"Count what is countable. Measure what is measureable. What is not measureable, make measureable." -- Galileo

Tuesday, December 23, 2008

Manual vs Automatic

One of my YouTube videos for my College of Santa Fe course in database design picked up an interesting comment the other day. The respondent said, "I'd personally never hire a DBA that lacked the ability to normalize using method #1 [manual normalization]." My answer in turn has a bearing on Zope, Plone, Python, Archetypes, and Joel Burton.

I'll admit that I've been paying my rent in large part based on the skills that I learned back in the 80s from my Oracle Masters classes on manual normalization. But today a machine can generate a model or SQL more quickly and accurately than a human.

With frameworks like Zope and Plone out there, I'd much rather have a good object-oriented person working for me. In the end, its going to be job requirements that should drive any hiring decision, not some a priori statement. One could equally say that I'd never hire a printer who couldn't illuminate a cover page by hand.

I am reminded of my graduate statistics professor (Dr. Karl, UA) who taught us this bizarre matrix method for computing the solution to ANOVA problems. Even in matrix notation, to get an exact answer, sums of squares had to be painfully cranked out on a hand calculator. And interestingly, he never asked for an exact numeric solution, only the matrix formulation.

A year later I was hired as a post-doc at the NMSU Dept. of Horticulture to do onion karyotyping and agricultural statistics. A program named SAS was used there. It only required that I put the data in a Fortran-like data file and define the problem as a matrix solution. Exactly what I was taught. I never had to manually calculate a sum of squares--the machine did all the grunt work.

What I want in a new hire is someone who understands objects conceptually and can use whatever tools are handy to generate a data model, a needed SQL statement, or a Web-enabled form that interacts with a backend database. While its handy to have a fundamental understanding of normalization, a high level of skill in manual normalization isn't usually needed.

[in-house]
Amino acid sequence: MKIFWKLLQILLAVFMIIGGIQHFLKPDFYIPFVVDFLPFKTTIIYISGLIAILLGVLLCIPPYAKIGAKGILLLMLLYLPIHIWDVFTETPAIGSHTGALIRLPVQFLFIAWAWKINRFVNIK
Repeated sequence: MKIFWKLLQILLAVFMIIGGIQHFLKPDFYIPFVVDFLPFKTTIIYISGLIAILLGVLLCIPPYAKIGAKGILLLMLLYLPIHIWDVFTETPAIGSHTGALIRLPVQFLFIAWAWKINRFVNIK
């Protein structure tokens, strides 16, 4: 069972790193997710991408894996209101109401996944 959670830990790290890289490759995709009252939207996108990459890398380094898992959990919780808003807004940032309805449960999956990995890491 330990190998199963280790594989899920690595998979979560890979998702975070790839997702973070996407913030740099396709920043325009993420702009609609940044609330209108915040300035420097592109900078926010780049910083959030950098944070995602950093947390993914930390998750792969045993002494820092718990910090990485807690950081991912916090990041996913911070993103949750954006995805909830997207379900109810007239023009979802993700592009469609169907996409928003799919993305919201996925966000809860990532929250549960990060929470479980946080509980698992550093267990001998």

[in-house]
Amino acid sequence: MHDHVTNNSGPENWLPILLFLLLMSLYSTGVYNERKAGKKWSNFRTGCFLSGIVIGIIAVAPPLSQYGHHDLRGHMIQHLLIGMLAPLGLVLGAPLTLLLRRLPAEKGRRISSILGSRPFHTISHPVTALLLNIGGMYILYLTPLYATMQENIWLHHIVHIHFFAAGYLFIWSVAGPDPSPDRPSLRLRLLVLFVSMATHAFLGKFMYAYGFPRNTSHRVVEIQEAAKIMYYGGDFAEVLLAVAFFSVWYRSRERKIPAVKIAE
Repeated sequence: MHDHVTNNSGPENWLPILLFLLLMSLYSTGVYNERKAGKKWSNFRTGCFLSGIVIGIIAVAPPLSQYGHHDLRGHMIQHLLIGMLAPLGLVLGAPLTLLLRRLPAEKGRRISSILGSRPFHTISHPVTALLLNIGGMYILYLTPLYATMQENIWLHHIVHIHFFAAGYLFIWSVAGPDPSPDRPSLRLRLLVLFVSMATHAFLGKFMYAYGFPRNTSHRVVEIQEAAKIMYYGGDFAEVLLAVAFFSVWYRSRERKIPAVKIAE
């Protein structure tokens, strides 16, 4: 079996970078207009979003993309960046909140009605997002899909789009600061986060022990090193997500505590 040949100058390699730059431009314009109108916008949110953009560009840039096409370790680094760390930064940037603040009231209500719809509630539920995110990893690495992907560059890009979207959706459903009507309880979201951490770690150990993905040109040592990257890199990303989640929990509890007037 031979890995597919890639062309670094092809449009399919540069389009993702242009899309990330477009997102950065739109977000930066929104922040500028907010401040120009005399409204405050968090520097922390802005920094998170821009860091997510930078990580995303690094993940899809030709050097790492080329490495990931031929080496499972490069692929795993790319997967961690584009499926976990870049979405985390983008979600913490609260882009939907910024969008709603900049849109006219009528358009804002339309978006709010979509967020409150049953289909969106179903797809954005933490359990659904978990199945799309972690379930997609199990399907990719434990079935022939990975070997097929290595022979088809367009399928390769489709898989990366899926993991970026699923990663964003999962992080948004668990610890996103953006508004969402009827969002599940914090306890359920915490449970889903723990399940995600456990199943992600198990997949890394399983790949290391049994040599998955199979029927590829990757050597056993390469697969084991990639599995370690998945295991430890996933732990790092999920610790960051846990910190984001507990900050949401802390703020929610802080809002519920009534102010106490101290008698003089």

Now in the Zope/Plone world, my webmaster (not a Python programmer at all) can build a UML model, run the ZARGO file through Joel's web tool, and unpack the archetype in the correct Plone products folder. A trivial amount of Python is all that is needed to manually change simple things like misspelled labels, incorrect widget types, and so on.

Being able to go from UML to functional Plone product so easily is one of the incredible benefits about using Plone as a CMS. Its hard to imagine how people work in SharePoint, Drupal, WordPress, or Alfresco without such a capability.

2 comments:

Rick Hurst said...

Drupal at least has CCK, which allows a non-technical user to create new content types either through the web or by importing a simple schema.

This works really well for non-programmers, as UML and ArgoUML have a learning curve in themselves (I struggle to use and understand ArgoUML, even though I can create an Archetypes schema by hand).

Sure, you can't do as much with CCK as you can with UML in terms of "real" programming, but it works really well for creating custom content types.

Many web developers (myself included), who lean more toward the front end would rather leave the programming to the programmers and use their building blocks to create web sites and applications, which is why it can be frustrating to be dragged too far down the stack and be expected to understand some of the lower-level skills and terminology

Michael Bernstein said...

"With frameworks like Zope and Plone out there, I'd much rather have a good object-oriented person working for me."

Is this a theoretical statement? I'm looking for more Zope work right now.